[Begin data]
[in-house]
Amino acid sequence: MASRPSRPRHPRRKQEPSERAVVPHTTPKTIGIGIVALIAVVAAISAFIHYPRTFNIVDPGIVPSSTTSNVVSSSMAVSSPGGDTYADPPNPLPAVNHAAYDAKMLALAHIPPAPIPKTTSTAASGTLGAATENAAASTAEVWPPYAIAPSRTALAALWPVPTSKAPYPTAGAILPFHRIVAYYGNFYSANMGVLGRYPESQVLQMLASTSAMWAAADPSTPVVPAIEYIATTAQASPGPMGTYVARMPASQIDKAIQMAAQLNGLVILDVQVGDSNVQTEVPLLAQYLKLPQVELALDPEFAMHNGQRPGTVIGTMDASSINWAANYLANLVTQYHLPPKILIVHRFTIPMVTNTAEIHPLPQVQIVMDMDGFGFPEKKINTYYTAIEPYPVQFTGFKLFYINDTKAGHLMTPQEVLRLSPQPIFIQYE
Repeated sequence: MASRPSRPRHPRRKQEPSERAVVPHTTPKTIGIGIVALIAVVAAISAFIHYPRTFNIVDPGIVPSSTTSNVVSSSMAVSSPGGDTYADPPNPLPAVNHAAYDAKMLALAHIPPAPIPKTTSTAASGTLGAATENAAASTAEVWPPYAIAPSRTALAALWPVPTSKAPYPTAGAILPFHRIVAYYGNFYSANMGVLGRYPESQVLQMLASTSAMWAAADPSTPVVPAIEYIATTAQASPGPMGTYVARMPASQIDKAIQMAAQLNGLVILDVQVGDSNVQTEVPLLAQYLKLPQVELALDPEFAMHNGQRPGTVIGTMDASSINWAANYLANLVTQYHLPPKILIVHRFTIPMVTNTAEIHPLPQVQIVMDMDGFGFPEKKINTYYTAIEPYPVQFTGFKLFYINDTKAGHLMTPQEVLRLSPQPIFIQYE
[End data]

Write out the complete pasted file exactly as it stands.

[in-house]
Amino acid sequence: MASRPSRPRHPRRKQEPSERAVVPHTTPKTIGIGIVALIAVVAAISAFIHYPRTFNIVDPGIVPSSTTSNVVSSSMAVSSPGGDTYADPPNPLPAVNHAAYDAKMLALAHIPPAPIPKTTSTAASGTLGAATENAAASTAEVWPPYAIAPSRTALAALWPVPTSKAPYPTAGAILPFHRIVAYYGNFYSANMGVLGRYPESQVLQMLASTSAMWAAADPSTPVVPAIEYIATTAQASPGPMGTYVARMPASQIDKAIQMAAQLNGLVILDVQVGDSNVQTEVPLLAQYLKLPQVELALDPEFAMHNGQRPGTVIGTMDASSINWAANYLANLVTQYHLPPKILIVHRFTIPMVTNTAEIHPLPQVQIVMDMDGFGFPEKKINTYYTAIEPYPVQFTGFKLFYINDTKAGHLMTPQEVLRLSPQPIFIQYE
Repeated sequence: MASRPSRPRHPRRKQEPSERAVVPHTTPKTIGIGIVALIAVVAAISAFIHYPRTFNIVDPGIVPSSTTSNVVSSSMAVSSPGGDTYADPPNPLPAVNHAAYDAKMLALAHIPPAPIPKTTSTAASGTLGAATENAAASTAEVWPPYAIAPSRTALAALWPVPTSKAPYPTAGAILPFHRIVAYYGNFYSANMGVLGRYPESQVLQMLASTSAMWAAADPSTPVVPAIEYIATTAQASPGPMGTYVARMPASQIDKAIQMAAQLNGLVILDVQVGDSNVQTEVPLLAQYLKLPQVELALDPEFAMHNGQRPGTVIGTMDASSINWAANYLANLVTQYHLPPKILIVHRFTIPMVTNTAEIHPLPQVQIVMDMDGFGFPEKKINTYYTAIEPYPVQFTGFKLFYINDTKAGHLMTPQEVLRLSPQPIFIQYE